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Re: 5.8.2-RC1 and mp2

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From:
Stas Bekman
Date:
October 29, 2003 23:42
Subject:
Re: 5.8.2-RC1 and mp2
Message ID:
3FA0C0EB.1060402@stason.org
Nicholas Clark wrote:
> On Tue, Oct 28, 2003 at 04:10:34PM -0800, Stas Bekman wrote:
> 
>>Nicholas Clark wrote:
>>
>>>On Tue, Oct 28, 2003 at 03:44:56PM -0800, Stas Bekman wrote:
>>>
>>>
>>>>To remind what the story is: as mp2 uses PERL_HASH to cache the key 
>>>>hashes, the hash seed has to stay indentical across different perl 
>>>>interpreters. The workaround for 5.8.1 was to take over the setting 
>>>>PL_hash_seed and telling Perl not to reset it by setting PL_hash_seed_set 
>>>>to TRUE>
>>>>
>>>>I remember Nick saying, that 8.2 sets that hash seed to 0 and keeps it 
>>>>that way, taking special measures only if under attack. I haven't 
>>>>debugged the issue yet, but it seems that in 5.8.2 PERL_HASH is not a 
>>>>deterministic function and will return different values at different 
>>>>times. This is not how it was in 5.8.0. Before I fire up gdb, can you 
>>>>please summarize how different 5.8.2 is from 5.8.0 in the hash seed 
>>>>aspect? Thanks.
>>>
>>>
>>>Yes, sorry, I think there is still at least one of your p5p e-mails that
>>>I have yet to reply to.
>>>
>>>If "under attack" (from any sort of user data)  5.8.2 switches internally
>>>to randomised hashing. It's using PL_new_hash_seed and
>>>PL_new_hash_seed_set internally in a similar fashion to 5.8.1's use of
>>>PL_hash_seed and PL_hash_seed_set (in external code)
>>
>>So 5.8.2 is using PL_new_hash_seed only if under attack, right? Otherwise 
>>using PL_hash_seed, which is supposed to be 0, if 5.8.2 == 5.8.0.
> 
> 
> Correct
> 
> 
>>That's exactly the problem. If I revert the changes I did to workaround the 
>>change in 5.8.1, and build with 5.8.2 it breaks right away. I doubt that 
>>100 normal GVs will trigger the "under attack" condition.
>>
>>
>>>I hope that the fix is a simple as replicating whatever mod_perl did
>>>with PL_hash_seed and PL_hash_seed_set onto
>>>PL_new_hash_seed and PL_new_hash_seed_set.
>>
>>I've lost you. Earlier you said that under attack passed PERL_HASH values 
>>are going to be ignored for all affected GVs, and hash values recalculated 
>>for *each* repeated fetch_gv call. If I understood you correctly no 
>>workaround will be needed. I guess we aren't on the same line. Which is why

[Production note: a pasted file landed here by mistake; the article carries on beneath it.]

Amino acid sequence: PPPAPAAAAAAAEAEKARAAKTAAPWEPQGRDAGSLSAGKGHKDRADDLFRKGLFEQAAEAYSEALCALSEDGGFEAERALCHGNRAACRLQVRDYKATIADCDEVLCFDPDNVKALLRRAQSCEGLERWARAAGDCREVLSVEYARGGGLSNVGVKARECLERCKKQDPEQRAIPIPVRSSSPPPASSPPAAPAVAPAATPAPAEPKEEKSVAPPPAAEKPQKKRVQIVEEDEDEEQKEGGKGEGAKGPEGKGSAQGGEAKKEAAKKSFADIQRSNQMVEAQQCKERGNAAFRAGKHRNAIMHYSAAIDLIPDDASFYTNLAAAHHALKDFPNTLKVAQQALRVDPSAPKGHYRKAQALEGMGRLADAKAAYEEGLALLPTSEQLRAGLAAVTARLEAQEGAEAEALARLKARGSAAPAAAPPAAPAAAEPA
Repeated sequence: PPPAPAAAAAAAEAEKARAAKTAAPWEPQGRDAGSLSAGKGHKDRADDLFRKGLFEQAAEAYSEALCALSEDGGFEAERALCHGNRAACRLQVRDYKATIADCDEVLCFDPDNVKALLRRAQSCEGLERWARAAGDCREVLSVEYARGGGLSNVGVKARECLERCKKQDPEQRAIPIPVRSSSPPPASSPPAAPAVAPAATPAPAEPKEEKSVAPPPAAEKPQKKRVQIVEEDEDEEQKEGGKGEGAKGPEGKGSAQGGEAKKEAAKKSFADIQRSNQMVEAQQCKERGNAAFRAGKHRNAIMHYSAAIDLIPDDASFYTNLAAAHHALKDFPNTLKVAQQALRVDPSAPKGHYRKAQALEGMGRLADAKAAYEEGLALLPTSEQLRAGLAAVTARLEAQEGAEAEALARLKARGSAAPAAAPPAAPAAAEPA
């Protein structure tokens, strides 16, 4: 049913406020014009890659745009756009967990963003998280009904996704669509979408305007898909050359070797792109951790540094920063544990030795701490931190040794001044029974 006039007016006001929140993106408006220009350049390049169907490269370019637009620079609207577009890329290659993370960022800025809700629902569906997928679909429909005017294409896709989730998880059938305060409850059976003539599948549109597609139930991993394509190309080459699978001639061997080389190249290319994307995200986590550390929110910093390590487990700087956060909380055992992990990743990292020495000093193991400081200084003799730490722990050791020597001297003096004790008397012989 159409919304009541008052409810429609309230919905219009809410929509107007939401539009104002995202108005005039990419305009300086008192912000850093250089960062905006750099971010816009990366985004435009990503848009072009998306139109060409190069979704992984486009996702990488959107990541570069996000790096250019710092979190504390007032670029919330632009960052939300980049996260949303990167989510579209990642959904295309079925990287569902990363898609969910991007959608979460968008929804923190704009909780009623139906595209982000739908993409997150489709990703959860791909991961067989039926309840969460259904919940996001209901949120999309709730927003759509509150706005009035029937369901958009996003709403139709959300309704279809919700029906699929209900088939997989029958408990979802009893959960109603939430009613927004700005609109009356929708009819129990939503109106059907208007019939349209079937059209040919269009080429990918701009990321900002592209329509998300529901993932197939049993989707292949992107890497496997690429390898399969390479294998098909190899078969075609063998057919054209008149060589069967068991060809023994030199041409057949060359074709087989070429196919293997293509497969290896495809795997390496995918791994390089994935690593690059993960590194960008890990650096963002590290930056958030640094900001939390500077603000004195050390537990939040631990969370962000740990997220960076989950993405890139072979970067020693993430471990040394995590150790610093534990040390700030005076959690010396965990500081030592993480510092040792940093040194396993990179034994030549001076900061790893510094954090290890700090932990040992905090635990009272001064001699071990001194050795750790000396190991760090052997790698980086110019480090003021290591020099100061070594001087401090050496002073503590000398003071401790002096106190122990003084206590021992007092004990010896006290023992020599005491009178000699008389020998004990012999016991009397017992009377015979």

>>a test will help to verify the assumptions. Though before that we have a 
>>problem long before the attack, that I'd like to figure out first.
> 
> 
> I think that I've failed to be clear. mod_perl will still need an
> analogous workaround for 5.8.2. All 5.8.1 hashes are randomised.
> Some 5.8.2 hashes are randomised. (But only the hashes being fed
> pathological data)

I don't think so. If we do that we abolish the protection. Besides it doesn't 
work. it has no effect at all if I preset:

         PL_new_hash_seed_set = TRUE;
         PL_new_hash_seed = MP_init_hash_seed;

like I did for 5.8.1 (which works):

         PL_hash_seed_set = TRUE;
         PL_hash_seed = MP_init_hash_seed;

> During the perl build Encode's enc2xs and a script in Unicode::Normalise
> both hash sufficiently pathological data that the randomisation kicks in.
> Unicode::Normalize seems to be doing something as innocent as hashing a large
> list of integers.
> 
> It would not be impossible for mod_perl to have some real data that was
> similar. But it seems unlikely.

As you can see below, it's not only likely, it happens in our ever-growing 
test suite ;)

> My understanding of GVs may be failing me here. You keep mentioning
> fetch_gv, but that's not part of the perl API. As far as I can see all
> the functions in gv.c in perl call hv.c functions to do the lookups, and
> hv.c functions now know when to rehash.

sorry, mp2 implements a light-weighted version of gv_fetchpv (it doesn't use 
it). It uses PERL_HASH to cache the hash values and then it directly retrieves 
those GVs via hv_fetch_he(stash, mgv->name, mgv->len, mgv->hash);

> I'm going to get the mod_perl source after I send this message.

Please ask me any questions directly if you have any problems to get it running.

> Three independent experiments you may wish to try before resorting to gdb are
> 
> 0: Run with PERL_HASH_SEED=0 (to nullify randomisation)
>    If this works, then it has to be the conditional randomisation.

works!

> 1: Place a return; immediately after
>    /* Pick your policy for "hashing isn't working" here:  */
>    This will disable the randomisation

works!

> 2: Change
>    #define HV_MAX_LENGTH_BEFORE_SPLIT 4
>    in hv.c from 4 to (say) 16 to attempt to put off randomisation as long
>    as possible (in case something in the GVs or elsewhere is triggering
>    randomisation.

works!

So the conclusion is that the randomization kicks in too early? If so that 
doesn't sound efficient at all. I don't think we get more than 40 keys in each 
HV. Next I'm going to try your scripts that reproduce the attack conditions.


__________________________________________________________________
Stas Bekman            JAm_pH ------> Just Another mod_perl Hacker
http://stason.org/     mod_perl Guide ---> http://perl.apache.org
mailto:stas@stason.org http://use.perl.org http://apacheweek.com
http://modperlbook.org http://apache.org   http://ticketmaster.com


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